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Martha Ward

Martha Ward
Voodoo Queen:
The Spirited Lives of Marie Laveau


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About the Author

Martha Ward is the author of Nest in the Wind, A World Full of Women, and A Sounding of Women: Autobiographies from Unexpected Places, among other books. She is University Research Professor of Anthropology, Urban Studies, and Women's Studies at the University of New Orleans.

About the Book

Each year, thousands of pilgrims visit the tomb of Marie Laveau in New Orleans. In this old city she and her curse long have ruled the imagination. She has been conjured in dance, drumming, song, and necromancy. With dread and fierce affection, her celebrants ask for her favors and fearfully revere her enduring authority as "the Voodoo Queen." Who was Marie Laveau? This book about her mysterious life, magical deeds, and pervasive power recounts that there were two historical figures by this name, a mother and a daughter. They were free women of color, prominent French-speaking Catholic Creoles, and legendary leaders of a religious and spiritual tradition that orthodox faiths label as evil. From the 1820s until the 1880s, when one Marie died and the other disappeared, a mixture of gossip and devotion swirled about them. With an uncommon business sense the two Maries applied their magic in shifting the course of love, luck, and the law. Both pitted their voodoo might against slavery and its forces. Moses-like, they led their people out of bondage and offered protection and freedom to a strange and assorted community composed of blacks, rich white women, enslaved families, and men condemned to hanging.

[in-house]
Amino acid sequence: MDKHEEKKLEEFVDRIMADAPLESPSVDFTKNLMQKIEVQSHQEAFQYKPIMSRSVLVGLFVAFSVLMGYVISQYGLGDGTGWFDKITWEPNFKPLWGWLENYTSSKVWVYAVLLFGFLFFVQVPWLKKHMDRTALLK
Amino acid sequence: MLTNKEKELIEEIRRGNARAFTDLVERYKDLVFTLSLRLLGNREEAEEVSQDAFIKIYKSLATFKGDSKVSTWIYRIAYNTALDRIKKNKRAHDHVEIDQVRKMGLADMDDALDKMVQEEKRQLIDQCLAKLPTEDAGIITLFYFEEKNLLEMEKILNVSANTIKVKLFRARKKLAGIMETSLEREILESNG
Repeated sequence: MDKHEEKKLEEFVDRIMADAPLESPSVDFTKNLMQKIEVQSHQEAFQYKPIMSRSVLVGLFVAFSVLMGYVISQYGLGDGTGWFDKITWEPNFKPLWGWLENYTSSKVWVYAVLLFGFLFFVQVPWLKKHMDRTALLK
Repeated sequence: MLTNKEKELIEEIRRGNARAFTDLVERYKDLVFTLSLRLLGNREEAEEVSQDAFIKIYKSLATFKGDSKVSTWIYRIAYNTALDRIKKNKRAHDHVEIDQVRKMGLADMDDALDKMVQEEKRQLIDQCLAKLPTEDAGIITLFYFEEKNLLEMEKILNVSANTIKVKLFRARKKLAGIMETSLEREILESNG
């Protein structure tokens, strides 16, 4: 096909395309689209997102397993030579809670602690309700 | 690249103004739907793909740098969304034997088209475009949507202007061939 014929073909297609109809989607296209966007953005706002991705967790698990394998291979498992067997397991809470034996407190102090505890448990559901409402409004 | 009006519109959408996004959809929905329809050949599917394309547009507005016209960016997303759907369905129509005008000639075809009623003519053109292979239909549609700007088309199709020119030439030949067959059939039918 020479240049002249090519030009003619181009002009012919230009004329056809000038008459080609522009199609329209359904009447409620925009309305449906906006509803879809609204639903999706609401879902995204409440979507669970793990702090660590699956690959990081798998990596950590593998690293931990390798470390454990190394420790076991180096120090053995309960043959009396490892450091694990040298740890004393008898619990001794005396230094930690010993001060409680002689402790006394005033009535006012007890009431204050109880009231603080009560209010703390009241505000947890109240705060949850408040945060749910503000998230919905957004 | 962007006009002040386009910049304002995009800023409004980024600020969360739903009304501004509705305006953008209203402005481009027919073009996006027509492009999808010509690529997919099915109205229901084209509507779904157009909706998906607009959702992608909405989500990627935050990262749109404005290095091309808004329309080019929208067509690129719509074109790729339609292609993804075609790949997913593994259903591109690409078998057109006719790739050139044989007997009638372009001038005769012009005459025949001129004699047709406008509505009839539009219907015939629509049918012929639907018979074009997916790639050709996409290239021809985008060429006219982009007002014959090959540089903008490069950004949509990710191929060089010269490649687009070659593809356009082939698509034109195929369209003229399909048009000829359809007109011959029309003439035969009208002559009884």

The curse of the Laveau family, however, followed them. Both Maries loved men they could never marry. Both countered the relentless whispers about evil spirits, murders, and infant sacrifice with acts of benevolence. Both confronted the press and the police who stalked them. In telling the story of Marie Laveau, this book is a masterstroke of detective work. Who is really buried in the famous tomb? What scandals did the Laveau family intend to keep there forever? How did free people of color lose their cultural identity when the United States purchased Louisiana? In portraying the two Marie Laveaus Voodoo Queen brings together the improbable testimonies of saints, spirits, and never-before-printed eyewitness accounts of magical rites.

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